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Gaelic games are the traditional sports played in Ireland. The two main Gaelic games are Gaelic football and Hurling, both of which are organised by the Gaelic Athletic Association (GAA). Other games organised by the association include Rounders and Gaelic handball.

Women's versions of Hurling and football are also played, Camogie organised by the Camogie Association of Ireland and Ladies' Gaelic football organised by the Ladies' Gaelic Football Association. While women's versions are not organised by they are closely associated with the GAA.

During the late 19th century, Gaelic games in Ireland were dying out. This decline was stopped and reversed by the GAA and the Irish national Gaelic Revival. Today they are the most popular games in Ireland.[1] Despite an economic downturn, 2009 attendances are up 11% on 2008.[2]

Contents

Gaelic football

Gaelic football is the most popular of the Gaelic games and is played by teams of 15 on a rectangular grass pitch with H-shaped goals at each end. The primary object is to score by driving the ball through the goals. The team with the highest score at the end of the match wins. The female version of the game is known as Ladies' Gaelic football and is very similar to the men's game with a few minor rule changes

Hurling

Hurling is a stick and ball game played by teams of 15 on a rectangular grass pitch with H-shaped goals at each end. The primary object is to score by driving the ball through the goals or putting the ball over the bar and thereby scoring a point. Three points is the equivalent of a goal. The team with the highest score at the end of the match wins. It is over three-thousand years old, and is said to be the world's fastest field game, combining skills from lacrosse, field hockey, and baseball in a hard-hitting, highly skilled game. The female version of the game is known as Camogie and is very similar to hurling with a few minor rule changes.

Rounders

Rounders is a bat and ball game which is played in Ireland; a similar version is played in England. Rounders is the least popular of the GAA Gaelic games and is organised by a sub division of the GAA known as the Rounders Council of Ireland. It is similar to softball.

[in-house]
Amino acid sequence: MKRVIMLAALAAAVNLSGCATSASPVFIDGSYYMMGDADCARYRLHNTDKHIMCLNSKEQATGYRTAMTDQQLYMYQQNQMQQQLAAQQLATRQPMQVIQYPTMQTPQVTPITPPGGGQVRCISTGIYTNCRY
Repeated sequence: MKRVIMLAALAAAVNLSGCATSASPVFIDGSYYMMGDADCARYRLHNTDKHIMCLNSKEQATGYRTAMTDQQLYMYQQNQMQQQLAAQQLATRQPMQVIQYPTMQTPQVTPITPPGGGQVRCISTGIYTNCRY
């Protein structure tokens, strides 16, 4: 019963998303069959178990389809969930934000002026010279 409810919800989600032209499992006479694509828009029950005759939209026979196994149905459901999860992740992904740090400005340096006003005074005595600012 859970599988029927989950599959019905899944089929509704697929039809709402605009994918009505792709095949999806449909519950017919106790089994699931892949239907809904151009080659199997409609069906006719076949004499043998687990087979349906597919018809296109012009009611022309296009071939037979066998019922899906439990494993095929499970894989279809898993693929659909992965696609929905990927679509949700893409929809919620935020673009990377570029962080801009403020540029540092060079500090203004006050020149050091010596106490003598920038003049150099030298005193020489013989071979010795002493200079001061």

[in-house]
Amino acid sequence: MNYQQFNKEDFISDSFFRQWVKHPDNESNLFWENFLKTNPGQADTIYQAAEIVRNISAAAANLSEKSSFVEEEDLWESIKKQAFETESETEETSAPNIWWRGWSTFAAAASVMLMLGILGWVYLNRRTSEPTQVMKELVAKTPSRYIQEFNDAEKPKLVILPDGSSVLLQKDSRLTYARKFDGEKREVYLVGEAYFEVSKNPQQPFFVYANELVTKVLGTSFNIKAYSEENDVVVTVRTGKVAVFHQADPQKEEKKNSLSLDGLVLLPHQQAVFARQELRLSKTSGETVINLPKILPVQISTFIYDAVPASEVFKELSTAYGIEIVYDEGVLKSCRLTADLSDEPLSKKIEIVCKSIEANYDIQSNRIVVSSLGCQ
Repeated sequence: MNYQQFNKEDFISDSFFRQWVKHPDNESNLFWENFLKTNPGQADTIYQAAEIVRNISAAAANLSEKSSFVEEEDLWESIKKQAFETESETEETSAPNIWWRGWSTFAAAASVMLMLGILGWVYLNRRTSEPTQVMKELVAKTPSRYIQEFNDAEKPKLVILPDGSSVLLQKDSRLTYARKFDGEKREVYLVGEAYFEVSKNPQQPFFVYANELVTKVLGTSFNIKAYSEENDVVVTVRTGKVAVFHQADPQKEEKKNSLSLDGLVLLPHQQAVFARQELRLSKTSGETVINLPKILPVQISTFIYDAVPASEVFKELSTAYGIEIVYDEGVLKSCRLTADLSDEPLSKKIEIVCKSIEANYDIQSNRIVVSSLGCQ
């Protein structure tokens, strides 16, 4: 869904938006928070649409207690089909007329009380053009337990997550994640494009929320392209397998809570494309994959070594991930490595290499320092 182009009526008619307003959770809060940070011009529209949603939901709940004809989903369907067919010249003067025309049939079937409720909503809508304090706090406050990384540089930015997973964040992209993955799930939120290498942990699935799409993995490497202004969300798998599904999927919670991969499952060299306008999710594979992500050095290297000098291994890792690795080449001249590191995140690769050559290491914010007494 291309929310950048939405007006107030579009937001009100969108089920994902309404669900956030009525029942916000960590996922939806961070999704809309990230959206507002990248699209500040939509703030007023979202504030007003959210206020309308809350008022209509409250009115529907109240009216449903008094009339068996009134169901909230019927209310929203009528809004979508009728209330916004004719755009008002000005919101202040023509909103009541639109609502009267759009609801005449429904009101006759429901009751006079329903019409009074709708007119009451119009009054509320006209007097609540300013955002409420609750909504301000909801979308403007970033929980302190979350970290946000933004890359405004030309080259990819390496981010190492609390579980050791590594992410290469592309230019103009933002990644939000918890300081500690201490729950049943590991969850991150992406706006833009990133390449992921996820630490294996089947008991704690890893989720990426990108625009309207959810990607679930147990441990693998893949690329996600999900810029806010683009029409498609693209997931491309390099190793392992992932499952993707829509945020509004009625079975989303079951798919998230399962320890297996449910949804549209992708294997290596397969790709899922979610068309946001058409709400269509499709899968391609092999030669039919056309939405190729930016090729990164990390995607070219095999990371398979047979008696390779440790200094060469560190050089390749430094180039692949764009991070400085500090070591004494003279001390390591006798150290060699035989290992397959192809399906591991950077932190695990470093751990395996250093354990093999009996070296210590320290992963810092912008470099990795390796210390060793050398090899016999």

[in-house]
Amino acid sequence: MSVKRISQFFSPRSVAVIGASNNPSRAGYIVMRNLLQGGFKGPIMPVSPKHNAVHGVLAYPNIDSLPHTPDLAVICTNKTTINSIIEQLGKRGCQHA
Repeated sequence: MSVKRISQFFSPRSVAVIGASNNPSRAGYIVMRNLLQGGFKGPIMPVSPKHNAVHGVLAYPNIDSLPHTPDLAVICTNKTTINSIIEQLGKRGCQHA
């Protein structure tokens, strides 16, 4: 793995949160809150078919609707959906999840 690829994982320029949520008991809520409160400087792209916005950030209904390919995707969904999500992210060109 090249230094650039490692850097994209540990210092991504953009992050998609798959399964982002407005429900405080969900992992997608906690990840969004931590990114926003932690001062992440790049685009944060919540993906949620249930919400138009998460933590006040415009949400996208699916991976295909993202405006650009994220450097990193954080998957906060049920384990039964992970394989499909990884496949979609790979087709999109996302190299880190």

Gaelic handball

Gaelic Handball is a game where two players use their hands to return a ball against a wall. The game is similar to American handball; Gaelic handballers play against their US counterparts.

Other Gaelic games

  • Other Gaelic games such as gaelic athletics have nearly or completely died out.
  • Pastimes such as Road bowling, a sport played in Ireland for a long time, could be considered Gaelic games.
  • Although not Irish, the Scottish sport of Shinty could be called a Gaelic game, as it is part of the Scottish Gaelic culture and shares common roots with Hurling.

See also

D. P. Moran

References

  1. ^ "GAA attendance figures". http://www.gaa.ie/files/04arstat.pdf. Retrieved 2006-11-27.  
  2. ^ [1] GAA buck recession trend - RTÉ.

External links

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Simple English

Contents

Gaelic games are the traditional sports played in Ireland. The two main Gaelic games are Gaelic football and Hurling. Both are organised by the Gaelic Athletic Association (GAA). Other games organised by the association include Rounders, Gaelic handball. During the late 19th century, Gaelic games in Ireland were dying out. This decline was stopped by the GAA and the Irish national Gaelic Revival. Today they are the most popular games in Ireland.[1]

Gaelic football

Gaelic football is the most popular of the gaelic games and is played by teams of 15 on a rectangular grass pitch with H-shaped goals at each end. The object is to score by driving the ball through the goals. The team with the highest score at the end of the match wins. It combines the skills of soccer and basketball in a fast-paced, high-scoring contact sport.

Hurling

Hurling is a stick and ball game played by teams of 15 on a rectangular grass pitch with H-shaped goals at each end. The primary object is to score by driving the ball through the goals. The team with the highest score at the end of the match wins. It is over three-thousand years old, and is said to be the world's fastest field game, combining skills from lacrosse, field hockey, and baseball in a hard-hitting, highly skilled game.

Rounders

Rounders is a bat and ball game which is played in Ireland; a similar version is played in England. Rounders is the least popular of the GAA gaelic games and is organised by a sub division of the GAA known as the Rounders Council of Ireland. It is similar to baseball.

Gaelic handball

Gaelic handball is a game where two players use their hands to return a ball against a wall. The game is similar to American handball; Gaelic handballers play against their US counterparts.

Other Gaelic Games

Other Gaelic Games such as gaelic athletics have nearly or completely died out. Pastimes such as Road bowling, a sport played in Ireland for a long time, could be considered Gaelic games.

References

Other websites


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